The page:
600-Year-Old Tile Has The Name ‘Da Vinci Leonardo’ Scrawled On It. Experts Debate If It’s Legit


Daily Caller News Foundation logo
Font Size:

Art historians claimed that an Italian family might possess Renaissance artist Leonardo Da Vinci’s oldest piece of artwork, but some say it’s not the renowned artist’s work.

A family from Ravello, Italy, stumbled across a 600-year-old terracotta tile that depicts the Archangel Gabriel while cleaning their house, the Daily Mail reported.

The tile reads “da Vinci Leonardo” and “1471” written on the angel’s jaw. The family’s surprising discovery spurred a three-year-long investigation led by art historian Ernesto Solari and handwriting expert Ivana Rosa Bonfantino, according to CNN.

Bonfantino believes the handwriting on the back of the tile closely matches the work of the renowned artist. (RELATED: ‘There Is Too Much Money In The World’: Half A Billion Spent On Damaged, Questionable Painting)

“My hope is that it remains in Italy — it is part of our national heritage,” said Solari. “This piece is the earliest work of Leonardo and has his earliest known signature — it is priceless,” Solari added, according to CNN. (RELATED: Study: Your Mood Determines Whether Or Not Mona Lisa Is Smiling)

Italian scholars claim they have unearthed the first known piece by Renaissance genius Leonardo Da Vinci via @CNNStyle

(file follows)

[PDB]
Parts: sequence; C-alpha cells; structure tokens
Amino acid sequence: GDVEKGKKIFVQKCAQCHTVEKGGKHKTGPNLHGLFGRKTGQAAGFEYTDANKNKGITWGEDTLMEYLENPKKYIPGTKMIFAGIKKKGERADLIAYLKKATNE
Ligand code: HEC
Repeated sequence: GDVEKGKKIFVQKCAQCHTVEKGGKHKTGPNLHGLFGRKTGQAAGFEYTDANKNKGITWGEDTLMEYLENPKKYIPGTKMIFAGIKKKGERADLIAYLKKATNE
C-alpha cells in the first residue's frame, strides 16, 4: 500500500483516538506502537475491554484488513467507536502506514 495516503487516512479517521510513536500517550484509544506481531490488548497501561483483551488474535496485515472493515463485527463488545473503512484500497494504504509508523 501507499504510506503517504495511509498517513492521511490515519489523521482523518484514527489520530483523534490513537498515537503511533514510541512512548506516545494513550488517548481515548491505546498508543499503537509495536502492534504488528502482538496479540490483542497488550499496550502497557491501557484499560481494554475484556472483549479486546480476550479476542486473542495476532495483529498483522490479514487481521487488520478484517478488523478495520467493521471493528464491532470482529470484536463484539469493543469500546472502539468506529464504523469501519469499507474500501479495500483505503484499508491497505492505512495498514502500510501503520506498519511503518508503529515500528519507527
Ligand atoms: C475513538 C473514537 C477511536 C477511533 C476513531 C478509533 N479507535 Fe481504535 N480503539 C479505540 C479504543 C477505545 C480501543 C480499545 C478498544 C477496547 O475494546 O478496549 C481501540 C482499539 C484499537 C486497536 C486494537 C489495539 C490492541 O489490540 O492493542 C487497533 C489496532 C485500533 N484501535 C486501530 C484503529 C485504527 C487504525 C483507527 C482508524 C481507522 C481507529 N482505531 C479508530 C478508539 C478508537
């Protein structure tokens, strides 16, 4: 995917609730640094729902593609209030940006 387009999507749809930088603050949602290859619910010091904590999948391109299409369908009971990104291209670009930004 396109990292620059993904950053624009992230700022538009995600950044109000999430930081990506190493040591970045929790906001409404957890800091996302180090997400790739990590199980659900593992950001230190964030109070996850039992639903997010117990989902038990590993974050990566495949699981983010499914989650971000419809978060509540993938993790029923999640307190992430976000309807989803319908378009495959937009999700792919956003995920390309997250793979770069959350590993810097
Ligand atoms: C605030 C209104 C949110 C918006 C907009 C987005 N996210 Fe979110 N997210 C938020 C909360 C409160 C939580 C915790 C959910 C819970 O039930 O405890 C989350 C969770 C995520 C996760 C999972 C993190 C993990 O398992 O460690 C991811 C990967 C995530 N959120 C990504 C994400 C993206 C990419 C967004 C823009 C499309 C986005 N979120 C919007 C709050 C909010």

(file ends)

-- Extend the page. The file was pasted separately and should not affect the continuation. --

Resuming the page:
— CNN (@CNN) June 23, 2018

However, other art experts discredit the claim, pointing to stylistic differences.

“The chance of its being by Leonardo is less than zero. The silly season for Leonardo never closes,” Martin Kemp, an art history professor at the University of Oxford, told The Guardian.  Kemp added that the angel’s hairstyle is not reminiscent of the artist’s other works.

Kemp’s claims follow an art buyer shelling $450 million in November for a damaged “Salvator Mundi” which was allegedly painted by da Vinci.

Follow Gabrielle on Twitter
Send tips to

All content created by the Daily Caller News Foundation, an independent and nonpartisan newswire service, is available without charge to any legitimate news publisher that can provide a large audience. All republished articles must include our logo, our reporter’s byline and their DCNF affiliation. For any questions about our guidelines or partnering with us, please contact